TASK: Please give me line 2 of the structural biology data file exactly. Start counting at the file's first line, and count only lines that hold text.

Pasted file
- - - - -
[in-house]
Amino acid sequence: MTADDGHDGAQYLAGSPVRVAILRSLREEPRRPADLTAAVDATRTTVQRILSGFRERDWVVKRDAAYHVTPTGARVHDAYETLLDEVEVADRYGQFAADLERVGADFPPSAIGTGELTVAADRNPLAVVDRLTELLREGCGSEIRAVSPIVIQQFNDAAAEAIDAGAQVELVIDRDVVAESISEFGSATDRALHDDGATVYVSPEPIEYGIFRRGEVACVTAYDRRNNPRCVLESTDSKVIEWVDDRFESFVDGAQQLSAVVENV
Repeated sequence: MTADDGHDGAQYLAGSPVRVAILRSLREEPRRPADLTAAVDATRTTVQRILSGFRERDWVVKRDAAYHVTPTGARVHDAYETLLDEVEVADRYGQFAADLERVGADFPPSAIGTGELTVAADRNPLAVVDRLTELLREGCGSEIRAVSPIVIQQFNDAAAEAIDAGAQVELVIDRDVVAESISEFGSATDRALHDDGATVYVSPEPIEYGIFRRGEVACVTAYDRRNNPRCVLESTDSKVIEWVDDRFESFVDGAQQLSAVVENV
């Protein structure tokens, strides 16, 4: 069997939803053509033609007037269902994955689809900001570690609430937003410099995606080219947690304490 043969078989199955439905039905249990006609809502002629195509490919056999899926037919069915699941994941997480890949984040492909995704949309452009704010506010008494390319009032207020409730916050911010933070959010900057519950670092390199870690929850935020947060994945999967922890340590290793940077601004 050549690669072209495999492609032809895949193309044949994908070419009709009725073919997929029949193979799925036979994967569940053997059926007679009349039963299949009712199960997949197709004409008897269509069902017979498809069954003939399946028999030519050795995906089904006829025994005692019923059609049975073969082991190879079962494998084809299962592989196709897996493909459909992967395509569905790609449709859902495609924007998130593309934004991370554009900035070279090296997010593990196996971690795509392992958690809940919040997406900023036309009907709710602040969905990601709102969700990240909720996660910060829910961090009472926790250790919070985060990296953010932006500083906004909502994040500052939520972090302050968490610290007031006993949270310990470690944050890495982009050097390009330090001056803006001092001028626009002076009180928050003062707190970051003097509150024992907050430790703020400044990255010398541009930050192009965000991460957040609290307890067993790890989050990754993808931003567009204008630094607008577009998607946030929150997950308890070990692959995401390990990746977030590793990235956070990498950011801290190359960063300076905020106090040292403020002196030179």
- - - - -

Amino acid sequence: MTADDGHDGAQYLAGSPVRVAILRSLREEPRRPADLTAAVDATRTTVQRILSGFRERDWVVKRDAAYHVTPTGARVHDAYETLLDEVEVADRYGQFAADLERVGADFPPSAIGTGELTVAADRNPLAVVDRLTELLREGCGSEIRAVSPIVIQQFNDAAAEAIDAGAQVELVIDRDVVAESISEFGSATDRALHDDGATVYVSPEPIEYGIFRRGEVACVTAYDRRNNPRCVLESTDSKVIEWVDDRFESFVDGAQQLSAVVENV